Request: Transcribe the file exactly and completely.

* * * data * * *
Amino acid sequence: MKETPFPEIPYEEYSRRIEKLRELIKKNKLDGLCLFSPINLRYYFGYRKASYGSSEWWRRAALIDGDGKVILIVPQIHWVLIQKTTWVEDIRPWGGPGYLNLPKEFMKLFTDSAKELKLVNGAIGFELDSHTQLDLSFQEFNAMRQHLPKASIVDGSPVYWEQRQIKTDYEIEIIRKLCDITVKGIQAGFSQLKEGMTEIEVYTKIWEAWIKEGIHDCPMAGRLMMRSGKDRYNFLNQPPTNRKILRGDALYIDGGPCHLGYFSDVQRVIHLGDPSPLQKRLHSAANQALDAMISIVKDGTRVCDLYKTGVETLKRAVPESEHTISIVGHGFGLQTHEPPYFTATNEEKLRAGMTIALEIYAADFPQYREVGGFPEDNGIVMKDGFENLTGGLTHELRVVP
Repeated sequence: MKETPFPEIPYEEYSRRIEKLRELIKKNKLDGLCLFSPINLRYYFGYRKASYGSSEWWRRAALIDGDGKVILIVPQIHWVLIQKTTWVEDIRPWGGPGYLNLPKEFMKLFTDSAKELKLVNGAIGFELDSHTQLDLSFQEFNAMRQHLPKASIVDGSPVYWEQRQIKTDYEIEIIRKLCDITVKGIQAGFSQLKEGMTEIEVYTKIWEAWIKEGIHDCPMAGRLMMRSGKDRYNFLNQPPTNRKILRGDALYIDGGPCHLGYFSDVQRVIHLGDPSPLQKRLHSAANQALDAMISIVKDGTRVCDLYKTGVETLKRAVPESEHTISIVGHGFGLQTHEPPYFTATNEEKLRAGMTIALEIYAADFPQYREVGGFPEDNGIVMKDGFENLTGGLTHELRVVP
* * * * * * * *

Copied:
Amino acid sequence: MKETPFPEIPYEEYSRRIEKLRELIKKNKLDGLCLFSPINLRYYFGYRKASYGSSEWWRRAALIDGDGKVILIVPQIHWVLIQKTTWVEDIRPWGGPGYLNLPKEFMKLFTDSAKELKLVNGAIGFELDSHTQLDLSFQEFNAMRQHLPKASIVDGSPVYWEQRQIKTDYEIEIIRKLCDITVKGIQAGFSQLKEGMTEIEVYTKIWEAWIKEGIHDCPMAGRLMMRSGKDRYNFLNQPPTNRKILRGDALYIDGGPCHLGYFSDVQRVIHLGDPSPLQKRLHSAANQALDAMISIVKDGTRVCDLYKTGVETLKRAVPESEHTISIVGHGFGLQTHEPPYFTATNEEKLRAGMTIALEIYAADFPQYREVGGFPEDNGIVMKDGFENLTGGLTHELRVVP
Repeated sequence: MKETPFPEIPYEEYSRRIEKLRELIKKNKLDGLCLFSPINLRYYFGYRKASYGSSEWWRRAALIDGDGKVILIVPQIHWVLIQKTTWVEDIRPWGGPGYLNLPKEFMKLFTDSAKELKLVNGAIGFELDSHTQLDLSFQEFNAMRQHLPKASIVDGSPVYWEQRQIKTDYEIEIIRKLCDITVKGIQAGFSQLKEGMTEIEVYTKIWEAWIKEGIHDCPMAGRLMMRSGKDRYNFLNQPPTNRKILRGDALYIDGGPCHLGYFSDVQRVIHLGDPSPLQKRLHSAANQALDAMISIVKDGTRVCDLYKTGVETLKRAVPESEHTISIVGHGFGLQTHEPPYFTATNEEKLRAGMTIALEIYAADFPQYREVGGFPEDNGIVMKDGFENLTGGLTHELRVVP